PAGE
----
The Shammar that remained in Arabia had tribal territories extending from the city of Ha’il northwards to the frontiers of the Syrian Desert. The Shammar had a long traditional rivalry with the confederation of ‘Anizzah, who inhabited the same area. The city of Ha’il became the heart of the Jabal Shammar region and was inhabited largely by settled members of Shammar and their clients. Two clans succeeded each other in ruling the city in the 19th century. The first clan, the Al Ali, were replaced by the Al Rashid.
During the civil war that tore apart the Second Saudi State in the late 19th century, the emirs of Ha’il, from the house of Al Rashid, intervened and gradually took control of much of the Saudi realm, finally taking the Saudi capital Riyadh in 1895 and expelling the Saudi leaders to Kuwait. The Bedouin Shammari tribesmen provided the majority of the Al Rashid’s military support. Later, in the first two decades of the 20th century, Al Rashid were defeated by Ibn Saud and his Wahhabi forces during his campaign to restore his family’s rule in the Arabian Peninsula, with Jabal Shammar falling to Saudi rule in 1921. Following Al Rashid’s defeat, the clan of their uncles, Al Sabhan, eventually pledged allegiance to Ibn Saud in Riyadh. Ibn Saud also married a daughter of one of the Shammari chiefs, who bore him one Saudi King, Abdullah.
After the establishment of modern borders, most Bedouins gradually left their nomadic lifestyle. Today, most members of the Shammar live modern, urbanised lifestyles in Saudi Arabia and Iraq, and some sections settled in Syria and Jordan. Despite this, the vast majority of Shammar continue to retain a strong tribal identity and loyalty to their tribe. Many also participate in Bedouin Cultural Festivals to learn about their ancient lifestyles, and to take part in traditional activities like folk dance and tent-weaving.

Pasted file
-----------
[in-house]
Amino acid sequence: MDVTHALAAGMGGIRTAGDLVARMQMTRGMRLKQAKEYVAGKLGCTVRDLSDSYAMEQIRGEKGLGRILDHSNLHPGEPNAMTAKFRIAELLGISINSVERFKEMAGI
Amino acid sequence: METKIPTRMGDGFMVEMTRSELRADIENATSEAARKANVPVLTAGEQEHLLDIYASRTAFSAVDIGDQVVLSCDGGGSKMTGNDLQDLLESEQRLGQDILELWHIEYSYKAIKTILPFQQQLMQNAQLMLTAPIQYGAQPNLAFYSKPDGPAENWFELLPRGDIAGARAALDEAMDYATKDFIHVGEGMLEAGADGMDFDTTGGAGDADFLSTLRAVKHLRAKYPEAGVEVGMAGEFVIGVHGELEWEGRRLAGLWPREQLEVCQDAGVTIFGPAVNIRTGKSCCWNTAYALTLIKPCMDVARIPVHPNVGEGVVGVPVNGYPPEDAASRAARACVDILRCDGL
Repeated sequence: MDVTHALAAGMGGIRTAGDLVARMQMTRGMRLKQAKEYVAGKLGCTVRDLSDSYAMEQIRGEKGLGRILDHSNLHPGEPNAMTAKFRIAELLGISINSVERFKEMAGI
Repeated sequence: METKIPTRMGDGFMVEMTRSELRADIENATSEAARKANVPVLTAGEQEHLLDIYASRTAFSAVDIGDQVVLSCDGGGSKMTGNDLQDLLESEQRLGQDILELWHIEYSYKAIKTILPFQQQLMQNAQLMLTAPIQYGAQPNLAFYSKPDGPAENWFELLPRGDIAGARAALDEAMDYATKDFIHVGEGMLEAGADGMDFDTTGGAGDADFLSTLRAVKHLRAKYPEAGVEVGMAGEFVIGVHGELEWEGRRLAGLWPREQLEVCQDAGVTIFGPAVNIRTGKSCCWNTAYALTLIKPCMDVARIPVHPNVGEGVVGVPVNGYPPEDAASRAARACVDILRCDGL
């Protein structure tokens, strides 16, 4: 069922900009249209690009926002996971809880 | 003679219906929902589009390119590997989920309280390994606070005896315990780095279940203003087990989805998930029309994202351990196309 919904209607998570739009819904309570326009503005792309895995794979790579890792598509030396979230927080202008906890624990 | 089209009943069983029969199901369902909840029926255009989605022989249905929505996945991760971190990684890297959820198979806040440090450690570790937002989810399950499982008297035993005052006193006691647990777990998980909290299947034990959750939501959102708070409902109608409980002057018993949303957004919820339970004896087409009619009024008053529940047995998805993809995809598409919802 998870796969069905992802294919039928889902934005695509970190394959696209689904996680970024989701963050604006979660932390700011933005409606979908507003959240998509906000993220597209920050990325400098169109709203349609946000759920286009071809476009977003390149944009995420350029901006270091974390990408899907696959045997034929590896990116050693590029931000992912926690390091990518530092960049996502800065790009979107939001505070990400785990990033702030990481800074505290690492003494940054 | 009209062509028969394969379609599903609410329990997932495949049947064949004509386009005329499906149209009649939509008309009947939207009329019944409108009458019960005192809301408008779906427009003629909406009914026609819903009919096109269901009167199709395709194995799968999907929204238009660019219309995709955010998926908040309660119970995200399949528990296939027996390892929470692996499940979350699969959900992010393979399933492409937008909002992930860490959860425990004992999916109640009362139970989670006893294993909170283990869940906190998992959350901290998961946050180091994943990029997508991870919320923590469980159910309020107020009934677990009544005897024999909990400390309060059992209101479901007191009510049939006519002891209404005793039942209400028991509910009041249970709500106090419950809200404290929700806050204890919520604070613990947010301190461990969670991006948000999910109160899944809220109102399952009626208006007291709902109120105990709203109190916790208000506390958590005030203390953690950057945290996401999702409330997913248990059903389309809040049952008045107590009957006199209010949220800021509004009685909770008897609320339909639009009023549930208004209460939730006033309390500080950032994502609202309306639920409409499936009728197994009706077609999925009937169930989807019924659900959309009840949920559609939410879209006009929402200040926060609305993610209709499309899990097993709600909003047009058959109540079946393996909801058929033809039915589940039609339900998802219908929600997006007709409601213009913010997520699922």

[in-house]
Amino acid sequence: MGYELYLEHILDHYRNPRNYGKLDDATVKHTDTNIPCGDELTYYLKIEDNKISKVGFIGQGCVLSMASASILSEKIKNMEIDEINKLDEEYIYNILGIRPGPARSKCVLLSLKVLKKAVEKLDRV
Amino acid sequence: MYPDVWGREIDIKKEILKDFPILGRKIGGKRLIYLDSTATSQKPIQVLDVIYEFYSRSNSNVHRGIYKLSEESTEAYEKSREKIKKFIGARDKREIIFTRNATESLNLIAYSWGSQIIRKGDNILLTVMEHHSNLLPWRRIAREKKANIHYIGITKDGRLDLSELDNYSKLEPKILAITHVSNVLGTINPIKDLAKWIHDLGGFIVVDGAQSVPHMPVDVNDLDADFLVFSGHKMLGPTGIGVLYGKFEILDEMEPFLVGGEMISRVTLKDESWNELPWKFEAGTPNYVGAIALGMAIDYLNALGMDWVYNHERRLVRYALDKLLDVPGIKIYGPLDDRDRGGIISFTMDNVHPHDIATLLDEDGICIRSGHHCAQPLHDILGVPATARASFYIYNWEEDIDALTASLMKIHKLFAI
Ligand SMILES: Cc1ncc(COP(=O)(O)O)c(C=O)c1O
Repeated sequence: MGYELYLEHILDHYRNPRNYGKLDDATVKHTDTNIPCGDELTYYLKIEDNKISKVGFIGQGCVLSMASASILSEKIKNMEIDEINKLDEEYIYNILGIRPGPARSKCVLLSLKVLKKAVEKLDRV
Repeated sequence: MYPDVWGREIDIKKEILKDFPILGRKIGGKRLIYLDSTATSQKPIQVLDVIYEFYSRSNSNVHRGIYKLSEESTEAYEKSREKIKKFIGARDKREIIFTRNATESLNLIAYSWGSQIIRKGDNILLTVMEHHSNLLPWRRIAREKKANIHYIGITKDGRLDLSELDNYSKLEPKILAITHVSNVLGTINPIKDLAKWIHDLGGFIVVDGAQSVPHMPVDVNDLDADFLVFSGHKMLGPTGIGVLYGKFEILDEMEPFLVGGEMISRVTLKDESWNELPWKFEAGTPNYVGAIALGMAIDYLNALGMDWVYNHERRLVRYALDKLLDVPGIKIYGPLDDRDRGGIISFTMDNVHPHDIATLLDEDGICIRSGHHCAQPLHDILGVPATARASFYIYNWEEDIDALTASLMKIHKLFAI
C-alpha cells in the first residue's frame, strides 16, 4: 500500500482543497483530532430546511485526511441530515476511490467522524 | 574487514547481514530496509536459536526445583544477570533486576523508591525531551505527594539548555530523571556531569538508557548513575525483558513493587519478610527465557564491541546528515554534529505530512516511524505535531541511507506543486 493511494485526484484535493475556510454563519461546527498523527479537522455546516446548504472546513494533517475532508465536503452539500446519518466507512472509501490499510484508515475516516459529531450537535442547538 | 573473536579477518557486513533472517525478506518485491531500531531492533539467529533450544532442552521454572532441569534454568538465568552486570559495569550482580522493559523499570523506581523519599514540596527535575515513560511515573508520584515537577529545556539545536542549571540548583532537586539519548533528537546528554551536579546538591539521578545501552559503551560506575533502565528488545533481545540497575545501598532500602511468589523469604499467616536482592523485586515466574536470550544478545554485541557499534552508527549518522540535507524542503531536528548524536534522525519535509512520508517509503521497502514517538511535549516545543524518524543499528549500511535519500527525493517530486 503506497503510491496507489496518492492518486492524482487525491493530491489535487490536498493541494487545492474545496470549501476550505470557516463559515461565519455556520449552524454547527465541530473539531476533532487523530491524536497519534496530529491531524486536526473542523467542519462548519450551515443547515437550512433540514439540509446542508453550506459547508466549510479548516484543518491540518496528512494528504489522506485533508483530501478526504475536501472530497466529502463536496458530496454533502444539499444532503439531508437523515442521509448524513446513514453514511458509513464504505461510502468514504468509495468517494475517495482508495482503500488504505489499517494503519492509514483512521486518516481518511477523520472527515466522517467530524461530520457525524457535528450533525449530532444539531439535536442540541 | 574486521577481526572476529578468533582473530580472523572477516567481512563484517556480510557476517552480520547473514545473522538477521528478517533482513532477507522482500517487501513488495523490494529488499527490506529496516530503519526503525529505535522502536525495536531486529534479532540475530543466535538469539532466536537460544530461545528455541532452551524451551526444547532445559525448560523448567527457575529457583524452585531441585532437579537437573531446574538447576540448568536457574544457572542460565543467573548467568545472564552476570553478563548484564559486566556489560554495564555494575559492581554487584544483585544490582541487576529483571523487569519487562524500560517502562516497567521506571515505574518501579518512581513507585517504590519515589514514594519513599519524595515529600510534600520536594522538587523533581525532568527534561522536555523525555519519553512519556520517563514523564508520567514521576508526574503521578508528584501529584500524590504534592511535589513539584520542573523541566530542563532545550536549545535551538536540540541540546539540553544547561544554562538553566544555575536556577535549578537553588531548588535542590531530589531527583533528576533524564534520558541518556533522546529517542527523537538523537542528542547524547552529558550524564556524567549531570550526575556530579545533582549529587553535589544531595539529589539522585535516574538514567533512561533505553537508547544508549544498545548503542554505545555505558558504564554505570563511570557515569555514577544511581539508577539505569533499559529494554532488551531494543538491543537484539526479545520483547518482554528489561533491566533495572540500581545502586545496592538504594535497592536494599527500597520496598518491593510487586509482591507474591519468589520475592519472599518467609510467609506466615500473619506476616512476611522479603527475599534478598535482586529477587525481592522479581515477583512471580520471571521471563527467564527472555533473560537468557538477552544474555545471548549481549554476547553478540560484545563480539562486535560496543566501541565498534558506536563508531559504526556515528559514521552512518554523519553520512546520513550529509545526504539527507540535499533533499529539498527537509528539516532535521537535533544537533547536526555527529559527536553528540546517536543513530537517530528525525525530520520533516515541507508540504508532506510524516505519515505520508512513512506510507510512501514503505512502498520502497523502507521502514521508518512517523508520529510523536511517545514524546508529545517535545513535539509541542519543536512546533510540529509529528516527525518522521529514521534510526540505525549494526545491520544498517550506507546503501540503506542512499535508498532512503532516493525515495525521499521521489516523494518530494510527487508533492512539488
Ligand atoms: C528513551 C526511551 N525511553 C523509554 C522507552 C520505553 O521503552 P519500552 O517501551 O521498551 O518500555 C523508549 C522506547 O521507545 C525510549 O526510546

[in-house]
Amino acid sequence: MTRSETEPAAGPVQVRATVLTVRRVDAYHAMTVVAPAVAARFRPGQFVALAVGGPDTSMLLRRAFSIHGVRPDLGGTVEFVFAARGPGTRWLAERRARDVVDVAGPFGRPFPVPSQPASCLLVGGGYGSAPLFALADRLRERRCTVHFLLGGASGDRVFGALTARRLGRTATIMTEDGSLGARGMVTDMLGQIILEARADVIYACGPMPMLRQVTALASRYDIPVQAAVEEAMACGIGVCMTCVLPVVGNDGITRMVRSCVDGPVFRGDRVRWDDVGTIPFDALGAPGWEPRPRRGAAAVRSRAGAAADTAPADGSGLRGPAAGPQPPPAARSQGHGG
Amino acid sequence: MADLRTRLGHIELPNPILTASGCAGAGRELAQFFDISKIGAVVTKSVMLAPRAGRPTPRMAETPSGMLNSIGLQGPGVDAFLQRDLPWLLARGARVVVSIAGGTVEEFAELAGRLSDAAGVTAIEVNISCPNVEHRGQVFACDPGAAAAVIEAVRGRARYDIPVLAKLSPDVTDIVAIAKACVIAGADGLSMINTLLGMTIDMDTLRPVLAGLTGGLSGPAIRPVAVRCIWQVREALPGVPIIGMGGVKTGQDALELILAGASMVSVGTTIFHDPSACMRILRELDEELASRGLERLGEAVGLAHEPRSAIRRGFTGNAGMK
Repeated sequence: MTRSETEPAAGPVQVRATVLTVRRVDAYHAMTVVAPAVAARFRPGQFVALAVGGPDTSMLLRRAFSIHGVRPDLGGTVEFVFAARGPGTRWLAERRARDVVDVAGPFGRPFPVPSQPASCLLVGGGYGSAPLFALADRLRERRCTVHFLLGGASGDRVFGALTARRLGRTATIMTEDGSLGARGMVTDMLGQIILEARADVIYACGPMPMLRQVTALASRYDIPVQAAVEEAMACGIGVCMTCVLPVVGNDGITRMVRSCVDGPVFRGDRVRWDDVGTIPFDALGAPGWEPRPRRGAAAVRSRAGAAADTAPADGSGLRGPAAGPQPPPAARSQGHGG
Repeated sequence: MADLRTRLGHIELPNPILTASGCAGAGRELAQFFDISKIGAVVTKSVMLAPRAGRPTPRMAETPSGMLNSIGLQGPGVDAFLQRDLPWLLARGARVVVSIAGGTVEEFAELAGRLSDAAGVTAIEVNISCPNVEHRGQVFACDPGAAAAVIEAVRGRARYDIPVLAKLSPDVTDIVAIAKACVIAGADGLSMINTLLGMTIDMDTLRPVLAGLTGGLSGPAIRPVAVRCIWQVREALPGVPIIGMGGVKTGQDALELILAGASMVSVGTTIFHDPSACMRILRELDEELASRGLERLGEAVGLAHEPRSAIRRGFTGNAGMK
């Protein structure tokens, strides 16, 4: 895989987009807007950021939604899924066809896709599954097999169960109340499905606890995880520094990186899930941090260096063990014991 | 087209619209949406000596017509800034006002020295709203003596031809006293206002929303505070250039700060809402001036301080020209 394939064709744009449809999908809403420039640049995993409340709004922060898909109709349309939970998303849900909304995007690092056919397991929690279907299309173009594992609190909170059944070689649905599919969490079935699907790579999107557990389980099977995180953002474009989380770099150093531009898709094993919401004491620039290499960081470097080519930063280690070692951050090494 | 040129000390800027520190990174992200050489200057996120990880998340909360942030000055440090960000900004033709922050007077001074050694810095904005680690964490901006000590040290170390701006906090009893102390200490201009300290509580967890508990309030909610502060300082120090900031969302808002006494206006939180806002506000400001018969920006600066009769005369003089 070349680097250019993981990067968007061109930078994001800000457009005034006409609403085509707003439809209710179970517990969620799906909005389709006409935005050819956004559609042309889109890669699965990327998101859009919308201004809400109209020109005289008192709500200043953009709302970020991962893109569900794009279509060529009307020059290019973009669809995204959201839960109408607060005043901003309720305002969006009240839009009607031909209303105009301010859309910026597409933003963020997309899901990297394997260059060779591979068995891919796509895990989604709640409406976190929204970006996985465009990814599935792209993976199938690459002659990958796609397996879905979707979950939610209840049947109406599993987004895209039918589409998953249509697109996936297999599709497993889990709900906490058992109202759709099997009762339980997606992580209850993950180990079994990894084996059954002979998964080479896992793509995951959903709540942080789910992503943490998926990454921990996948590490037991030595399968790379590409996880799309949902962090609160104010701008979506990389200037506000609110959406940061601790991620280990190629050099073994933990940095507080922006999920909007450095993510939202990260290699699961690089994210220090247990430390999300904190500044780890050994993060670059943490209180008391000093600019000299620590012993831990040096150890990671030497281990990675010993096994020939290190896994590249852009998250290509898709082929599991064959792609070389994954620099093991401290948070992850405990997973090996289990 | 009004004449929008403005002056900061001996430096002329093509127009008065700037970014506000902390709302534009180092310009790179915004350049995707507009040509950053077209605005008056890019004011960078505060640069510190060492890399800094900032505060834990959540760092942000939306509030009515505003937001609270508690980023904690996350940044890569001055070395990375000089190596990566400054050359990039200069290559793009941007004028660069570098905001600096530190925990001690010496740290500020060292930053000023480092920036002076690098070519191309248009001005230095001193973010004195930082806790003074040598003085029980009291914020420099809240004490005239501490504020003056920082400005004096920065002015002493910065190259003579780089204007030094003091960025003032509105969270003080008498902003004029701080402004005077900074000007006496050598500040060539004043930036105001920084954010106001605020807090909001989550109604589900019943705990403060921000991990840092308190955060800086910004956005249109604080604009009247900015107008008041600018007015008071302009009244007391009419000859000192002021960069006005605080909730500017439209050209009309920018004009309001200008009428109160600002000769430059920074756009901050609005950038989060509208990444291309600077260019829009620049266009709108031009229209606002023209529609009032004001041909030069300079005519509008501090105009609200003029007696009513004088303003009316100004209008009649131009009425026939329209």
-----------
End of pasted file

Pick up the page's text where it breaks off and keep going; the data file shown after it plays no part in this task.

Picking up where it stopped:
House of Al Rashid
The House of Rasheed (Arabic: آل رشيد Āl Rashid or Alrasheed) were a historic Shammar dynasty on the Arabian Peninsula. They were the most formidable enemies of the House of Saud in Nejd. They were centered in Ha’il, a city in northern Nejd that derived its wealth from being on the route of the Hajj.
The Al Rasheed derived their name from the grandfather of Abdullah, the first Rasheedi amir of Ha’il, who was named Rasheed. The Rasheedi emirs cooperated closely with the Ottoman Empire. However, this cooperation became problematic as the Ottomans lost popularity.
As with many Arab dynasties, the lack of a generally accepted rule of succession was a recurrent problem with Rasheedi rule. The internal dispute normally centered on whether succession should be horizontal (i.e. to a brother) or vertical (to a son). These divisions within the family led to bloody infighting. In the last years of the nineteenth century six Rasheedi leaders died violently. Nevertheless The Al Rasheed family continued to rule and fight together against Ibn Saud.
Saudi Arabia- The first twenty years of the 20th century on the Arabian Peninsula featured a long-running series of wars as the Saudis and their allies sought to unite the peninsula. While the Al Rasheed rallied the majority of other tribes to their side, the effort proved futile, and by 1921 Ha’il was captured and given to Ibn Saud’s army by the British command. Some members of the Rasheed family left the country and went into voluntary exile, mostly to Iraq. By the 1990s only a handful were still outside Saudi Arabia.
The Toga clan of the Shammar who settled in the Southern parts of Iraq adopted Shia Islam
The Shammar are an Arabian Bedouin tribe. the tribe once ruled most of Arabia, and they had a state known as Jebal Shammar in Northern Arabia under quasi-independence however there loyalty to the Ottoman Empire was unquestioned. Unlike other Arabians tribes the Shammar did not partake in the Arab revolt, but wanted to crush it. The Sauds and the British would force the Shammar to be expelled from their ancient homeland into what is now Iraq.